Gathering pace
Towards the revolutions, 1750–98
in Literature and class
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Chapter 6 studies the relationship between literature and class from the onset of the agricultural revolution to the impact of the French Revolution. Adam Smith saw the benefits of the division of labour, which could create hitherto unimaginable prosperity. Others saw a future characterized by alienation from nature and the destruction of stabile communities. While enthusiasts for ballads and the poems of the bardic Ossian looked to recover what they could of the past, the middle-class cult of sensibility, introduced by Henry McKenzie’s novel, The Man of Feeling and other works, created a culture that enabled readers to condemn what they witnessed without having to take action. Frances Burney’s novels condemn the exploitation of servants, and the ways in which a culture of politeness is deployed to disguise vicious class bullying. George Crabbe and William Cowper demonstrate that other writers were also aware of the increasingly dangerous class divisions that were emerging in the 1780s. Robert Burns also developed his belief in a common humanity, writing in support of the American War of Independence against British occupation. Edmund Burke’s attack on the French Revolution led to a number of responses. Mary Wollstonecraft and Thomas Paine argued that the upper class had to be removed in order for society to progress. William Blake opposed Adam Smith’s belief in the division of labour through his integrated artistic practices; William Wordsworth (and Samuel Taylor Coleridge) produced poetry that used ‘the language of conversation in the middle and lower classes of society’.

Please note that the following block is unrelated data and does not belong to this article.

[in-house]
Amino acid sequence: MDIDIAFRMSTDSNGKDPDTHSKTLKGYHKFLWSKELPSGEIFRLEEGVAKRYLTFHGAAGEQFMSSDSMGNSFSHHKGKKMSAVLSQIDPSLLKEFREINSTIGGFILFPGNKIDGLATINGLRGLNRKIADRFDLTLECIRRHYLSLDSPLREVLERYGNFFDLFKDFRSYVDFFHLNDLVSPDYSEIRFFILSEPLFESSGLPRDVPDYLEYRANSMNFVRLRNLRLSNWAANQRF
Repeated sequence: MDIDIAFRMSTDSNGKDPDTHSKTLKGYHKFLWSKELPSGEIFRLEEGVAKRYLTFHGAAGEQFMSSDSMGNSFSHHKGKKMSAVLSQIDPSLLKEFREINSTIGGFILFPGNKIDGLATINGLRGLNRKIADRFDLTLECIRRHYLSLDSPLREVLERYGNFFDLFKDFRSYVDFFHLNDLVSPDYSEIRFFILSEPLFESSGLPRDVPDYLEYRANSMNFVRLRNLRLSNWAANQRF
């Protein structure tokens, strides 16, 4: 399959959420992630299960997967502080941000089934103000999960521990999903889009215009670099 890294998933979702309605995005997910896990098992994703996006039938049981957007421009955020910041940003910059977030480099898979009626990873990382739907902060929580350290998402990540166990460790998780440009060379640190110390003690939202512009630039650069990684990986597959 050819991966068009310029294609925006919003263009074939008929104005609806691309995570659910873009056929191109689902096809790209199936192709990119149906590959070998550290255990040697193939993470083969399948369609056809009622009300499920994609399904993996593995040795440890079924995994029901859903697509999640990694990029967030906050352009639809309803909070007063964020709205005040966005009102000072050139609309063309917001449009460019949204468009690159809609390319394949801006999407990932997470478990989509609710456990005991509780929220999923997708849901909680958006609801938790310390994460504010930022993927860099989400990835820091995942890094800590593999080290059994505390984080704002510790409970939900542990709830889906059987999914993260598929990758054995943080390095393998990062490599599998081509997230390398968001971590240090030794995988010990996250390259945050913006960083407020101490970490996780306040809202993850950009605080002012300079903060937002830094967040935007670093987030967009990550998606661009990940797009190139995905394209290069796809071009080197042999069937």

Literature and class

From the Peasants' Revolt to the French Revolution

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